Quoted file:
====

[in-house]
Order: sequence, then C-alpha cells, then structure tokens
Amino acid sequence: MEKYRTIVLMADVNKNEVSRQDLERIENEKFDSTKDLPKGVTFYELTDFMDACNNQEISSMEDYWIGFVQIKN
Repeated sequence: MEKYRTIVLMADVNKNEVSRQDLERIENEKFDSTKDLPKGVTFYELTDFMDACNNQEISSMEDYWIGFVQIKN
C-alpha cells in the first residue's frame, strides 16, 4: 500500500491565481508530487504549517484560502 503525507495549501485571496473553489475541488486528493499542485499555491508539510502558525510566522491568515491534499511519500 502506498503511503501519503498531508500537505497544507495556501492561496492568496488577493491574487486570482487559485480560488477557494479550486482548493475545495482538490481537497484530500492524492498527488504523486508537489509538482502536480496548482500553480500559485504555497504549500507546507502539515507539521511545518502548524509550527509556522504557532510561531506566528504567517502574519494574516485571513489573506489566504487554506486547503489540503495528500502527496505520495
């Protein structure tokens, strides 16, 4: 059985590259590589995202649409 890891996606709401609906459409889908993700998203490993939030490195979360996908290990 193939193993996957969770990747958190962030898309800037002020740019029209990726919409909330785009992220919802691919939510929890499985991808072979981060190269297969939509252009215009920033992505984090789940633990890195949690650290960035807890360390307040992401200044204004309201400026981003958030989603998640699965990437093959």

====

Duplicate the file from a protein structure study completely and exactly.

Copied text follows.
[in-house]
Order: sequence, then C-alpha cells, then structure tokens
Amino acid sequence: MEKYRTIVLMADVNKNEVSRQDLERIENEKFDSTKDLPKGVTFYELTDFMDACNNQEISSMEDYWIGFVQIKN
Repeated sequence: MEKYRTIVLMADVNKNEVSRQDLERIENEKFDSTKDLPKGVTFYELTDFMDACNNQEISSMEDYWIGFVQIKN
C-alpha cells in the first residue's frame, strides 16, 4: 500500500491565481508530487504549517484560502 503525507495549501485571496473553489475541488486528493499542485499555491508539510502558525510566522491568515491534499511519500 502506498503511503501519503498531508500537505497544507495556501492561496492568496488577493491574487486570482487559485480560488477557494479550486482548493475545495482538490481537497484530500492524492498527488504523486508537489509538482502536480496548482500553480500559485504555497504549500507546507502539515507539521511545518502548524509550527509556522504557532510561531506566528504567517502574519494574516485571513489573506489566504487554506486547503489540503495528500502527496505520495
């Protein structure tokens, strides 16, 4: 059985590259590589995202649409 890891996606709401609906459409889908993700998203490993939030490195979360996908290990 193939193993996957969770990747958190962030898309800037002020740019029209990726919409909330785009992220919802691919939510929890499985991808072979981060190269297969939509252009215009920033992505984090789940633990890195949690650290960035807890360390307040992401200044204004309201400026981003958030989603998640699965990437093959």